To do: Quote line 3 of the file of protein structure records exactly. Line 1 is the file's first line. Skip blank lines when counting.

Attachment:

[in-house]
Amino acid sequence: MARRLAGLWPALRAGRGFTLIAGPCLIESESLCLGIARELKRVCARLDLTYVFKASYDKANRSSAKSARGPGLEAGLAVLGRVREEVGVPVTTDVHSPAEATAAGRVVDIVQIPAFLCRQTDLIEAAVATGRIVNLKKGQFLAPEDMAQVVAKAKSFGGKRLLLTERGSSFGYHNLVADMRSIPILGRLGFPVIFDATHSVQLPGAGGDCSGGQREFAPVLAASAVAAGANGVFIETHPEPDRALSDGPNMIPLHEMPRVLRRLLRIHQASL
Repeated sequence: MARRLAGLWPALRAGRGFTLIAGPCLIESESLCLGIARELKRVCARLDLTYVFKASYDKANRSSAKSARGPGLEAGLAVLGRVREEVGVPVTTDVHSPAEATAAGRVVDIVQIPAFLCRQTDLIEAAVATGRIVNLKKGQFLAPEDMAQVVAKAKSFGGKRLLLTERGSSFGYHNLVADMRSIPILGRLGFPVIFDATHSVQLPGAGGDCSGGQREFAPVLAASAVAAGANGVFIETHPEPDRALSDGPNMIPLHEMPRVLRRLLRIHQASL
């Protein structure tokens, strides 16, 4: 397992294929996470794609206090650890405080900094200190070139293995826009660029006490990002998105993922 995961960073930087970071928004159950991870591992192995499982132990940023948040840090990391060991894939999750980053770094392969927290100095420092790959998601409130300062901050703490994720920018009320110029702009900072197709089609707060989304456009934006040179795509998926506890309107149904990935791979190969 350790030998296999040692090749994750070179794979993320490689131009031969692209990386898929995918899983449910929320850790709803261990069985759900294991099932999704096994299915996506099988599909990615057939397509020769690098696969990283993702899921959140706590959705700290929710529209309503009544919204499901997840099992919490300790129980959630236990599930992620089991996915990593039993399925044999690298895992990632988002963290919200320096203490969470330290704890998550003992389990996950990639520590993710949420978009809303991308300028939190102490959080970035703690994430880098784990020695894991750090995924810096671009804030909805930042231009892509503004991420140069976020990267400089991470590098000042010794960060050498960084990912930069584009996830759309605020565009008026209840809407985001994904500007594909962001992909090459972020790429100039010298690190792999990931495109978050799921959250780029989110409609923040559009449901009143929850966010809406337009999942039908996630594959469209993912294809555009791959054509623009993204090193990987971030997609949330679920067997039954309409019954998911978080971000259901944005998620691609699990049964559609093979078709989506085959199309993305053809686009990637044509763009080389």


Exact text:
Repeated sequence: MARRLAGLWPALRAGRGFTLIAGPCLIESESLCLGIARELKRVCARLDLTYVFKASYDKANRSSAKSARGPGLEAGLAVLGRVREEVGVPVTTDVHSPAEATAAGRVVDIVQIPAFLCRQTDLIEAAVATGRIVNLKKGQFLAPEDMAQVVAKAKSFGGKRLLLTERGSSFGYHNLVADMRSIPILGRLGFPVIFDATHSVQLPGAGGDCSGGQREFAPVLAASAVAAGANGVFIETHPEPDRALSDGPNMIPLHEMPRVLRRLLRIHQASL